1. I am pleased to read an article such as this, as I am at the end of my dissertation and must admit the attention I receive from advisors and even committee members while in the city of my university and 15oo miles away is equally lacking. I had little guidance in my pursuit of a Ph.D. I did not really know where to begin, but was more often than not made to feel like an idiot when I posed questions to several professor, even some of those with whom I had worked before. I am seriously disappointed in the way I was (un)guided throughout my graduate tenure at my school and must say that if not for my dissertation director, I would be lost. For example, after submitting my first two chapters last year, I received feedback from only two of four committee members! How can those who offer not guidance be part of the decision as to whether or not I receive my doctorate?! Before the current director, who is great, my former director passed me off on someone whom I couldn’t stand (she’s wacky and manic) without asking me! All he had to do was beg off of the project, but instead he disrespected me utterly and passed me off, while I was away burying my grandmother no less! This is the type of schizophrenic guidance that thwarts promising graduate students away from the Ph.D. Trust me, I’m working with hosts of wanna-be-Ph.D.’s who gave up because they didn’t receive academic support and they are black and white, male and female. Therefore, my advice is this: learn how to do what needs to be done independently. Don’t allow faculty to demean your ideas, inhibit your progress, or talk you out of what you want. You CAN do this. Finally, be very careful about trusting faculty who agrees to be on your committee to actually play an active roll in your quest; they may not.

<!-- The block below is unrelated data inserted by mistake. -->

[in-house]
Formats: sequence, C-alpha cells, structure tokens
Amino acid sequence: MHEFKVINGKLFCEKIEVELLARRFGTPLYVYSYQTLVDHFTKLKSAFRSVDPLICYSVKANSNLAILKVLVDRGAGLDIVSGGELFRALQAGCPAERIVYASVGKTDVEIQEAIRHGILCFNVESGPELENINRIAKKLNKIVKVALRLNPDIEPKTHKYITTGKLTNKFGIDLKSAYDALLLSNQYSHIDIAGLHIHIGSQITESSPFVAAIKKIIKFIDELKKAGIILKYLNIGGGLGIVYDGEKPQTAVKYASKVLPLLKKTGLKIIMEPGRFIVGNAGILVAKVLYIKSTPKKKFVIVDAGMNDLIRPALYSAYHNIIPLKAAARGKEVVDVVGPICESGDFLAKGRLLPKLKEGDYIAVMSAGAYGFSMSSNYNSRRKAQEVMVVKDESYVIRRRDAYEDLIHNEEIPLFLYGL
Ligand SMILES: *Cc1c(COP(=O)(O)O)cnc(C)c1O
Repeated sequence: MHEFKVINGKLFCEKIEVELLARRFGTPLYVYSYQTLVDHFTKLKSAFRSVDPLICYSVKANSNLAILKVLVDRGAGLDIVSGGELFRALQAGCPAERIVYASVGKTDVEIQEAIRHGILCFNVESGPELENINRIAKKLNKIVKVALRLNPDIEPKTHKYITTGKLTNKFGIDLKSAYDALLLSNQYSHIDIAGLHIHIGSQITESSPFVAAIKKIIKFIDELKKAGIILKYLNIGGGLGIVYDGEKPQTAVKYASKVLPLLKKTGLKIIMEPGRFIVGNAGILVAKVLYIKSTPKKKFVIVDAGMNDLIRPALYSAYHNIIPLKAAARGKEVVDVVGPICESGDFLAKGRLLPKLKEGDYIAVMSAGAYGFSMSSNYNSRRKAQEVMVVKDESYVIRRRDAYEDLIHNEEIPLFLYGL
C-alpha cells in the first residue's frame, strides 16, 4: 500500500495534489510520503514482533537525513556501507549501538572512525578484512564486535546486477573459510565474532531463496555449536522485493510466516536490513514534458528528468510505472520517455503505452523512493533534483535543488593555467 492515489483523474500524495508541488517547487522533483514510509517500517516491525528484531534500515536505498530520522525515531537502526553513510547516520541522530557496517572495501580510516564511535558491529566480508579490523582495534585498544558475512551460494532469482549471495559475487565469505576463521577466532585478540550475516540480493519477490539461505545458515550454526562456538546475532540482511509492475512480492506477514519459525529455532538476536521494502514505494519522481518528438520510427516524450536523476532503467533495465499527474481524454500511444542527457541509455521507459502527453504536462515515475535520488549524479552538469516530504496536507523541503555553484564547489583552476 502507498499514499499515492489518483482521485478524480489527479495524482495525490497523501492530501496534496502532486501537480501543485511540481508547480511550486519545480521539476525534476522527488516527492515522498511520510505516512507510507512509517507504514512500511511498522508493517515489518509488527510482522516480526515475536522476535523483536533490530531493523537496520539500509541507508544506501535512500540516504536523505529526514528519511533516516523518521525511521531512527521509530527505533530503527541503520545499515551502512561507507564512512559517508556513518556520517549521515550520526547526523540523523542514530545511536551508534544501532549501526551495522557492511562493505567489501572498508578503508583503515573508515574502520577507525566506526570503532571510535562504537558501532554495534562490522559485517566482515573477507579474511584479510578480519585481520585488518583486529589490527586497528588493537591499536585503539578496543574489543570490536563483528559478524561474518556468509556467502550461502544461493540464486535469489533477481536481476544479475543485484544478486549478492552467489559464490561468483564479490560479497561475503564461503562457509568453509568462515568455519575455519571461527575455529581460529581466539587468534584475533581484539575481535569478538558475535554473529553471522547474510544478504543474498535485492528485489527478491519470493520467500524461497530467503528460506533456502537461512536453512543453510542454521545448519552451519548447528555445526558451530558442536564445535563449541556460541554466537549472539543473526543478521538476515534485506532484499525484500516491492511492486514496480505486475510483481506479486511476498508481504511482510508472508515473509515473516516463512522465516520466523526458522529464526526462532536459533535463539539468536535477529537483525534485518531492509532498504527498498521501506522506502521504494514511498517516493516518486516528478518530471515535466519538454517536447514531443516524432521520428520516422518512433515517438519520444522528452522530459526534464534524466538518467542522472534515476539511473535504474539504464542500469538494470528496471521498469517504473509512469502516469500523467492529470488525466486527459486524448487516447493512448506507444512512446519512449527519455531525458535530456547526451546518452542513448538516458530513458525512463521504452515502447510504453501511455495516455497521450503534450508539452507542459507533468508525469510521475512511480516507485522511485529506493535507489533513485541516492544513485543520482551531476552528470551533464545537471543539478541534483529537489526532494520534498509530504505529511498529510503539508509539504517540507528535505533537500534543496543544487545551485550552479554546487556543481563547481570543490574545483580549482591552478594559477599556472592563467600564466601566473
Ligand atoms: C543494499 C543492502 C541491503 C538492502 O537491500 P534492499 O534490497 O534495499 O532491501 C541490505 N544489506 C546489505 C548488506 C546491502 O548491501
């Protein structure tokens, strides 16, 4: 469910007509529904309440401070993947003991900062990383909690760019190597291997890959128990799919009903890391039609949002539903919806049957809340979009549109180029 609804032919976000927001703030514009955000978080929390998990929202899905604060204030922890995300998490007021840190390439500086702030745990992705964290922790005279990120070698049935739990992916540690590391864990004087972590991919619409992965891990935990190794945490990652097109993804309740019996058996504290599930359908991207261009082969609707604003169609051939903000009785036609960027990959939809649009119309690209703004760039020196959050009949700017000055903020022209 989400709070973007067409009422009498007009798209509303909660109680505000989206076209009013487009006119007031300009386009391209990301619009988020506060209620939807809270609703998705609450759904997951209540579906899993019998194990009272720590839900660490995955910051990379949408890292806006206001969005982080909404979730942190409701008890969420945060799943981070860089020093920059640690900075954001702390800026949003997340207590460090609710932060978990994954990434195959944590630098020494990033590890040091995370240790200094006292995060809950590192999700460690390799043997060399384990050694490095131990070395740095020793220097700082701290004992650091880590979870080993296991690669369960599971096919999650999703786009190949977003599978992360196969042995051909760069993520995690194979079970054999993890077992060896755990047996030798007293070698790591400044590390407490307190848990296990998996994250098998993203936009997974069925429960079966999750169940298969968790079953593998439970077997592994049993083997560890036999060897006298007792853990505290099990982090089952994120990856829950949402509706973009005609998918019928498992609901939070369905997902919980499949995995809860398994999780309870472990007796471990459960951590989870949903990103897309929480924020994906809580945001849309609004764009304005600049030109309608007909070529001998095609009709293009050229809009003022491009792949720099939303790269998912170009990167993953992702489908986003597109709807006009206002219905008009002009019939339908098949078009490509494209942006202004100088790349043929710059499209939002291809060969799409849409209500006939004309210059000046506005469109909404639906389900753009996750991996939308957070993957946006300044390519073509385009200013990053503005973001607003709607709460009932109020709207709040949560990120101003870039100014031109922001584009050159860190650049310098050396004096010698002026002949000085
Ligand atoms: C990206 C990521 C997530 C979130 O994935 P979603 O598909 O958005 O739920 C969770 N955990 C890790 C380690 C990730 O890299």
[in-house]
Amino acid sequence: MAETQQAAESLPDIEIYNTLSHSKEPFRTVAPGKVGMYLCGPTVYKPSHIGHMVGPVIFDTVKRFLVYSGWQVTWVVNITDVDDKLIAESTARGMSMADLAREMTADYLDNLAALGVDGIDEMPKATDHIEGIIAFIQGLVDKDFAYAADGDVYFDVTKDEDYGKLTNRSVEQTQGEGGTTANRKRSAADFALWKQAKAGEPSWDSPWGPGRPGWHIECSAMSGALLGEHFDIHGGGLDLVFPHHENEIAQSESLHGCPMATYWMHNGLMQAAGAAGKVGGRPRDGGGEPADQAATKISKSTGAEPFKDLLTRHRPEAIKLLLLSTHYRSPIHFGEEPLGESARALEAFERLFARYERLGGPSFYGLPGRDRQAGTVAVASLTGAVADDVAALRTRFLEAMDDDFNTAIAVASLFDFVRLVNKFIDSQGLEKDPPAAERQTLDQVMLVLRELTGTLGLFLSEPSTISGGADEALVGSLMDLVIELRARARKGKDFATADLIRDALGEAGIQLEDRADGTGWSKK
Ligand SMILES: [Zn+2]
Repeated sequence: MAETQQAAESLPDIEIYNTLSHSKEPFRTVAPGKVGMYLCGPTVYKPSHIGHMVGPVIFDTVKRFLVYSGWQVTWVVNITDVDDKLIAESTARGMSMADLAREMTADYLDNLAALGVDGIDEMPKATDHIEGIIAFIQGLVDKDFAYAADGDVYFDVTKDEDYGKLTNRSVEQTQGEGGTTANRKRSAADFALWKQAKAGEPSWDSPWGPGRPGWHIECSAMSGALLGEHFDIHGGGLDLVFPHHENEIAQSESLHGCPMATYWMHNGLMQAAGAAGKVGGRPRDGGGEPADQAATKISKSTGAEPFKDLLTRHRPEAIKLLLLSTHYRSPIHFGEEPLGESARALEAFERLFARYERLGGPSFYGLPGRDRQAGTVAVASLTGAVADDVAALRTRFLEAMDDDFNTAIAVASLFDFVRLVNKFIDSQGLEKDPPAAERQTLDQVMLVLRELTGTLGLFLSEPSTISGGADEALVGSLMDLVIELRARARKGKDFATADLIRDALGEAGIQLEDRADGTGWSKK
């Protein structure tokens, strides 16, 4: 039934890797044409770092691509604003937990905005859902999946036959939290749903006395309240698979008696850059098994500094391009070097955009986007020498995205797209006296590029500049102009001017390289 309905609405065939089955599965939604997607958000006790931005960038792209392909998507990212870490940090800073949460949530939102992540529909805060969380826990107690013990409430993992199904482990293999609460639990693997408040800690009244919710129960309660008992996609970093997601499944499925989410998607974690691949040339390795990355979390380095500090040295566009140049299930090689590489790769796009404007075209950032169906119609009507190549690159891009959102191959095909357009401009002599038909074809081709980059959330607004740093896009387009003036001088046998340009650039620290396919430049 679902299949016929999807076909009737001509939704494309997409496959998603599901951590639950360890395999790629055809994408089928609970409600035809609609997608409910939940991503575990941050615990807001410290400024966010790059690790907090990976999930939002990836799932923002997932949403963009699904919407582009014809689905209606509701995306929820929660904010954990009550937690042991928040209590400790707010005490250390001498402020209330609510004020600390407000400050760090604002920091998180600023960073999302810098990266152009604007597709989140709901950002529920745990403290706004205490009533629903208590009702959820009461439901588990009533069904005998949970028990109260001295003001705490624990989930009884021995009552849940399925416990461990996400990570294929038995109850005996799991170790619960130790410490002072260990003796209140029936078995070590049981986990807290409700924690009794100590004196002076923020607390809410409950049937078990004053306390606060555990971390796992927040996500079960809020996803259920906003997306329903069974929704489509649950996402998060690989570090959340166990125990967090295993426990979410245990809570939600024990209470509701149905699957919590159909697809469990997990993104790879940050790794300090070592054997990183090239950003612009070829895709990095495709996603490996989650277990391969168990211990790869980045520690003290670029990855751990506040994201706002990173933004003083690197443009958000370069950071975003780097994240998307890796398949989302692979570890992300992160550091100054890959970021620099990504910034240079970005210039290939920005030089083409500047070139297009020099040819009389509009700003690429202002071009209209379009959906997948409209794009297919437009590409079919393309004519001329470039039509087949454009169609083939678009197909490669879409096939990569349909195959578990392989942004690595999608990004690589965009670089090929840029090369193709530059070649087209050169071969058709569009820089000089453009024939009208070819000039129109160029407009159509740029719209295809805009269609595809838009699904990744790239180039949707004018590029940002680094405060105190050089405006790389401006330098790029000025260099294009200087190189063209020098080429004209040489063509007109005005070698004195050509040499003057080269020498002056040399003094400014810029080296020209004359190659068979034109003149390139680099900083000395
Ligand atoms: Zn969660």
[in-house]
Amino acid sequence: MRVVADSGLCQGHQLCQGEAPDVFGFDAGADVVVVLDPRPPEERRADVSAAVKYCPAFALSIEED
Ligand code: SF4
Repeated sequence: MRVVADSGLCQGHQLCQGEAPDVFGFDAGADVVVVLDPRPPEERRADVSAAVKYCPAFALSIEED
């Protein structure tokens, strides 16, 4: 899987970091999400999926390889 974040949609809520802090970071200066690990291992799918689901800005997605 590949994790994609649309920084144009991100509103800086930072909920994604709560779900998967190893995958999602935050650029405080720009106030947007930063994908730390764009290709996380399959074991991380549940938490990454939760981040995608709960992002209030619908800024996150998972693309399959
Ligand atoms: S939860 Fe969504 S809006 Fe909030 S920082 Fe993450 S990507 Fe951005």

Good luck and happy reading, writing, and researching!


  2. After completing my Masters program in Criminal Justice in 04, I am now considering a PhD in C.J. or any other sociological arena and trying to obtain funding sources as a Black male has been difficult. I have reached the max. in loans for my BA and MS degrees at over $200K. While now working full-time in a low paying job with a mortgage, pursuing the PhD seems impossible. Can anyone offer advice?

  3. For Teddy Price:

    There is only one way to earn a doctorate; you MUST get full funding via a fellowship. From the debt you have amassed it appears that you have simply paid you own way, which is commendable until the payments to Nelnet kick in; trust me, I know. However, the full financial burden of the Ph.D. should come from the school. As a Ronald McNair fellow in undergraduate school at Temple University in Philadelphia, the first, and best, advice that I received from the director of the program at that time was this: “If you have to pay to get a doctorate, you might not have the juice to get one.” In other words, take your transcript, knowledge base, recommendations, and writing samples, then COMPETE for that fellowship and get that funding. It’s the only way, unless you are rich. Academia is a competition, and only those who compete and win are privy to its privileges. Good luck and I wish you well.